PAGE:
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Am J Public Health. 2016 Sep;106(9):1540-5. doi: 10.2105/AJPH.2016.303343. Epub 2016 Jul 26.

The Impact of the Nurses' Health Study on Population Health: Prevention, Translation, and Control.

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Graham A. Colditz and Sydney E. Philpott are with the Division of Public Health Sciences, Department of Surgery, Washington University School of Medicine and Siteman Cancer Center, St Louis, MO. Susan E. Hankinson is with the Channing Division of Network Medicine, Department of Medicine, Brigham and Women's Hospital and Harvard Medical School, Boston, MA; the Department of Epidemiology, Harvard T. H. Chan School of Public Health, Boston; and the Department of Biostatistics and Epidemiology, School of Public Health and Health Sciences, University of Massachusetts, Amherst.



To summarize the overall impact of the Nurses' Health Study (NHS) over the past 40 years on the health of populations through its contributions on prevention, translation, and control.


We performed a narrative review of the findings of the NHS, NHS II, and NHS3 between 1976 and 2016.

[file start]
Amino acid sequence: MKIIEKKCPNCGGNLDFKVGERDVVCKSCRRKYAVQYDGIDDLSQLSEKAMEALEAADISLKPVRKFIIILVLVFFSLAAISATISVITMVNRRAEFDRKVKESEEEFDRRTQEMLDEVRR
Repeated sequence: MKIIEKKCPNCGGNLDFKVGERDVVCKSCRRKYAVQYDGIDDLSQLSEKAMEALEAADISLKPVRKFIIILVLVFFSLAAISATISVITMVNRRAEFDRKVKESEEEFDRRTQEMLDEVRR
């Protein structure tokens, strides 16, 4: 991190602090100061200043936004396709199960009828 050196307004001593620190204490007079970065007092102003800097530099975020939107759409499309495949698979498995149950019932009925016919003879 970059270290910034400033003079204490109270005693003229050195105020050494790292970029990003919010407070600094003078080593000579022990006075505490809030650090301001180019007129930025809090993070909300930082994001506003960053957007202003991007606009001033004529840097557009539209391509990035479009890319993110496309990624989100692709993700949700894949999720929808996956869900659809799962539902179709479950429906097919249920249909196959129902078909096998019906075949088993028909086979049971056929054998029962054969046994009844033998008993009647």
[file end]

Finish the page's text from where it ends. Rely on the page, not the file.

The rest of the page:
The NHS has generated significant findings about the associations between (1) smoking and type 2 diabetes, cardiovascular diseases, colorectal and pancreatic cancer, psoriasis, multiple sclerosis, and eye diseases; (2) physical activity and cardiovascular diseases, breast cancer, psoriasis, and neurodegeneration; (3) obesity and cardiovascular diseases, numerous cancer sites, psoriasis, multiple sclerosis, kidney stones, and eye diseases; (4) oral contraceptives and cardiovascular disease, melanoma, and breast, colorectal, and ovarian cancer; (5) hormone therapy and cardiovascular diseases, breast and endometrial cancer, and neurodegeneration; (6) endogenous hormones and breast cancer; (7) dietary factors and type 2 diabetes, cardiovascular diseases, breast and pancreatic cancer, non-Hodgkin's lymphoma, neurodegeneration, multiple sclerosis, kidney stones, and eye diseases; and (8) sleep and shift work and chronic diseases.


The NHS findings have influenced public health policy and practice both locally and globally to improve women's health.

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